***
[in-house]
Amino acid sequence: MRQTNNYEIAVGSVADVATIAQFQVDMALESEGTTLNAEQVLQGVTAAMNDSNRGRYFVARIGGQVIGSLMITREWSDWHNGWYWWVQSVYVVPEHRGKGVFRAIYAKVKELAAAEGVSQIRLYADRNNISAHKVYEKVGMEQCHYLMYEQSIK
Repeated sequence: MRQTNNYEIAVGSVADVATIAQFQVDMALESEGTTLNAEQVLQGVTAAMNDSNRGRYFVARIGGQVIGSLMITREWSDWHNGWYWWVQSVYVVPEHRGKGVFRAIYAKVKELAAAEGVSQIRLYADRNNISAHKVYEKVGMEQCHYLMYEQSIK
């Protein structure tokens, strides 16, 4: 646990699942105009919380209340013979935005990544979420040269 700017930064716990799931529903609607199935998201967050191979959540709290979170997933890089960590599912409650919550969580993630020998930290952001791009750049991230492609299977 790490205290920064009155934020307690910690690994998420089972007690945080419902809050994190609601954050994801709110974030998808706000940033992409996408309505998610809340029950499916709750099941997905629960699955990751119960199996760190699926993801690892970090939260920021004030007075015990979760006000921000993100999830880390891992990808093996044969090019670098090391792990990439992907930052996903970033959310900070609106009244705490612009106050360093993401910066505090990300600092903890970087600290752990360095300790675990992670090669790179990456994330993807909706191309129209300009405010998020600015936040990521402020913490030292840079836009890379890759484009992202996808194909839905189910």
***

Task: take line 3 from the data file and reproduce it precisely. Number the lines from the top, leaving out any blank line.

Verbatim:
Repeated sequence: MRQTNNYEIAVGSVADVATIAQFQVDMALESEGTTLNAEQVLQGVTAAMNDSNRGRYFVARIGGQVIGSLMITREWSDWHNGWYWWVQSVYVVPEHRGKGVFRAIYAKVKELAAAEGVSQIRLYADRNNISAHKVYEKVGMEQCHYLMYEQSIK